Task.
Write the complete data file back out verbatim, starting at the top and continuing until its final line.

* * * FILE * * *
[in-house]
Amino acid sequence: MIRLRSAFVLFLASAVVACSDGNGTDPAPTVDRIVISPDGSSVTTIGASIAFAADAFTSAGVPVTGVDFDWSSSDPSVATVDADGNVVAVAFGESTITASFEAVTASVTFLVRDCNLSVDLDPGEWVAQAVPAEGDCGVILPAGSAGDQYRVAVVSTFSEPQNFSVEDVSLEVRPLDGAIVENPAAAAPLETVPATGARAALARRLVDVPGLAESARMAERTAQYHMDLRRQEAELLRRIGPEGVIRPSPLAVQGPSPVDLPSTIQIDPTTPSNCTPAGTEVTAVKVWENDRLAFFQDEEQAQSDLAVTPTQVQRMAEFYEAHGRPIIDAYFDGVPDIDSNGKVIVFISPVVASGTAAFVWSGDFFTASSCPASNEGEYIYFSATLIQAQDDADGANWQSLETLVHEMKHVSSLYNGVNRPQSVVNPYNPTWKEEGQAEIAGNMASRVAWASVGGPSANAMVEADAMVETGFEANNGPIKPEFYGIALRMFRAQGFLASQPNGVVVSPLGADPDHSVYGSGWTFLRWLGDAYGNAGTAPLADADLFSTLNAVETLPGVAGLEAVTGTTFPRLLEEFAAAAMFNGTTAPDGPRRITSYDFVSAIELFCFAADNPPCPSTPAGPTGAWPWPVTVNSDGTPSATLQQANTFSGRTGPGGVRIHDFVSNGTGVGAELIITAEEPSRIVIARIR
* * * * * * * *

[in-house]
Amino acid sequence: MIRLRSAFVLFLASAVVACSDGNGTDPAPTVDRIVISPDGSSVTTIGASIAFAADAFTSAGVPVTGVDFDWSSSDPSVATVDADGNVVAVAFGESTITASFEAVTASVTFLVRDCNLSVDLDPGEWVAQAVPAEGDCGVILPAGSAGDQYRVAVVSTFSEPQNFSVEDVSLEVRPLDGAIVENPAAAAPLETVPATGARAALARRLVDVPGLAESARMAERTAQYHMDLRRQEAELLRRIGPEGVIRPSPLAVQGPSPVDLPSTIQIDPTTPSNCTPAGTEVTAVKVWENDRLAFFQDEEQAQSDLAVTPTQVQRMAEFYEAHGRPIIDAYFDGVPDIDSNGKVIVFISPVVASGTAAFVWSGDFFTASSCPASNEGEYIYFSATLIQAQDDADGANWQSLETLVHEMKHVSSLYNGVNRPQSVVNPYNPTWKEEGQAEIAGNMASRVAWASVGGPSANAMVEADAMVETGFEANNGPIKPEFYGIALRMFRAQGFLASQPNGVVVSPLGADPDHSVYGSGWTFLRWLGDAYGNAGTAPLADADLFSTLNAVETLPGVAGLEAVTGTTFPRLLEEFAAAAMFNGTTAPDGPRRITSYDFVSAIELFCFAADNPPCPSTPAGPTGAWPWPVTVNSDGTPSATLQQANTFSGRTGPGGVRIHDFVSNGTGVGAELIITAEEPSRIVIARIR